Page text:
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    Do you have a contactless card andyb2706? If you do, I'd recommend using that rather an Oyster, as it won't get hysterical in the Oxford Circus situation PermitToTravel mentions: all your travel is processed by a computer at the end of the day so it has time to work out the most sensible cause of events, rather than making a split-second decision when you touch in/out as an Oyster does.
     
  5. Merseysider

    Merseysider Established Member Fares Advisor

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    Without wanting to go off on too much of a tangent, can discounts (railcard/priv etc) be loaded onto a Contactless card for TfL journeys?
     
  6. bb21

    bb21 Moderator Staff Member Moderator

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    Not atm, so the repeated announcements at tube stations about Contactless being cheapest is incomplete to say the least, or misleading at the worst.
     
  7. WelshBluebird

    WelshBluebird Established Member

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    Any idea if there are plans to allow it? Or is it just going to be left as a "sorry but we can't be bothered to implement it"?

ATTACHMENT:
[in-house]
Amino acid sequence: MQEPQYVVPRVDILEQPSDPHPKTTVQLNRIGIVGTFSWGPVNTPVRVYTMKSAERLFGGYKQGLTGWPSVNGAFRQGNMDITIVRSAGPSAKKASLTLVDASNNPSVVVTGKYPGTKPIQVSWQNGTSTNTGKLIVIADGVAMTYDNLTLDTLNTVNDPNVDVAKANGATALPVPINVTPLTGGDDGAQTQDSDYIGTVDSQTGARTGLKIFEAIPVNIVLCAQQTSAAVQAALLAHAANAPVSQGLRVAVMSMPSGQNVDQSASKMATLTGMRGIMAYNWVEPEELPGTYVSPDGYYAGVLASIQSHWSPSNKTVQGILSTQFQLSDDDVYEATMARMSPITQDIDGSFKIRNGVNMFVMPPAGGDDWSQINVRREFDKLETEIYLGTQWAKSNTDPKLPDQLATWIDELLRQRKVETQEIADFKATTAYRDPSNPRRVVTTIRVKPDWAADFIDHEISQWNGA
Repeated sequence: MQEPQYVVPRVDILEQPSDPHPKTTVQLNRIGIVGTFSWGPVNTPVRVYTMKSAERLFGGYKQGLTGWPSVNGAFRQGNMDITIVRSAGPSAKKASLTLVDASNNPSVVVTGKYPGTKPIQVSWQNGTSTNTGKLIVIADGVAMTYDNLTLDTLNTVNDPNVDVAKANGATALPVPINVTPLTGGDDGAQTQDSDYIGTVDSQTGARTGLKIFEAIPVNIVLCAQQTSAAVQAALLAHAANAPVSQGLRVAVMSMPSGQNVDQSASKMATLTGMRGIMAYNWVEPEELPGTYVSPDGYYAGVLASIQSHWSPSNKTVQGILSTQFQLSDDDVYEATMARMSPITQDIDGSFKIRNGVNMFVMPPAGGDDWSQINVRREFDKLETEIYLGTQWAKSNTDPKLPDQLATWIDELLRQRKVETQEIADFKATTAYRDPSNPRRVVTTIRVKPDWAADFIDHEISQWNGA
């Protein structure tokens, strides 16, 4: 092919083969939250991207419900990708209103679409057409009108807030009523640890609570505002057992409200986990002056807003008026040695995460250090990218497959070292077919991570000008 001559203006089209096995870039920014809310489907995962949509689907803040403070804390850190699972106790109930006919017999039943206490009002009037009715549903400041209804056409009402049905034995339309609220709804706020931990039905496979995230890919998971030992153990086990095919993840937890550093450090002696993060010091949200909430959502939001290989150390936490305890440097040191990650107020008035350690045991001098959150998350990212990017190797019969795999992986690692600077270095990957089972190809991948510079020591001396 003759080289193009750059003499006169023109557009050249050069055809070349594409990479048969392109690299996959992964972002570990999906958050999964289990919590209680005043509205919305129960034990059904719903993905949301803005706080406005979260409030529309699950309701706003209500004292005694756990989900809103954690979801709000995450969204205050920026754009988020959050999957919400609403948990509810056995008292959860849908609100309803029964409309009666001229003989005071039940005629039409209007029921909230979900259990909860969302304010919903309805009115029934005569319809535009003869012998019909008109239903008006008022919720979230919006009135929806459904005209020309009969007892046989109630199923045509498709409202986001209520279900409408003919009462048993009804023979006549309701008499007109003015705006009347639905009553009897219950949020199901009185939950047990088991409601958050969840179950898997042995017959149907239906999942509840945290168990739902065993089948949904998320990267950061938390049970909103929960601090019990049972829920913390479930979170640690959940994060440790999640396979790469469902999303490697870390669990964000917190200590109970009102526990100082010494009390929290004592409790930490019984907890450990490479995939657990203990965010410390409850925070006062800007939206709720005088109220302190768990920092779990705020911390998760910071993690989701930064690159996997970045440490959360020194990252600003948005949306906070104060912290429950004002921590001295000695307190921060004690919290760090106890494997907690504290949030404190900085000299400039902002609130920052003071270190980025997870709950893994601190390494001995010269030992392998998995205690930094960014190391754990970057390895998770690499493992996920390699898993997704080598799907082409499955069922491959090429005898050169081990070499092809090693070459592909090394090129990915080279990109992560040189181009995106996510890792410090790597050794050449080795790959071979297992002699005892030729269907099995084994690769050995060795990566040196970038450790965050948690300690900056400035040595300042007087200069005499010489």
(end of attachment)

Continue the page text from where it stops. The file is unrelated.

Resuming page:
8. yorkie

    yorkie Administrator Staff Member Administrator

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    If you are doing odd routes, your biggest potential problem is when an OSI results in what you thought were two (or more) journeys being merged into one, going over the maximum journey time.
    I believe it is planned, though I am not aware of a date for the implementation.
     
  9. MikeWh

    MikeWh Established Member Senior Fares Advisor

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    As said by others, no they can't. The difficulty is how to tell the RPI that a discount card needs to be shown. A Contactless bank card cannot be written to by TfL and all the RPIs machine can say is whether the card has contactless capabilities and whether it exists on the blacklist.
     
  10. yorkie

    yorkie Administrator Staff Member Administrator

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    Someone asked TfL this today on Twitter, here was their response:
     
  11. Merseysider

    Merseysider Established Member Fares Advisor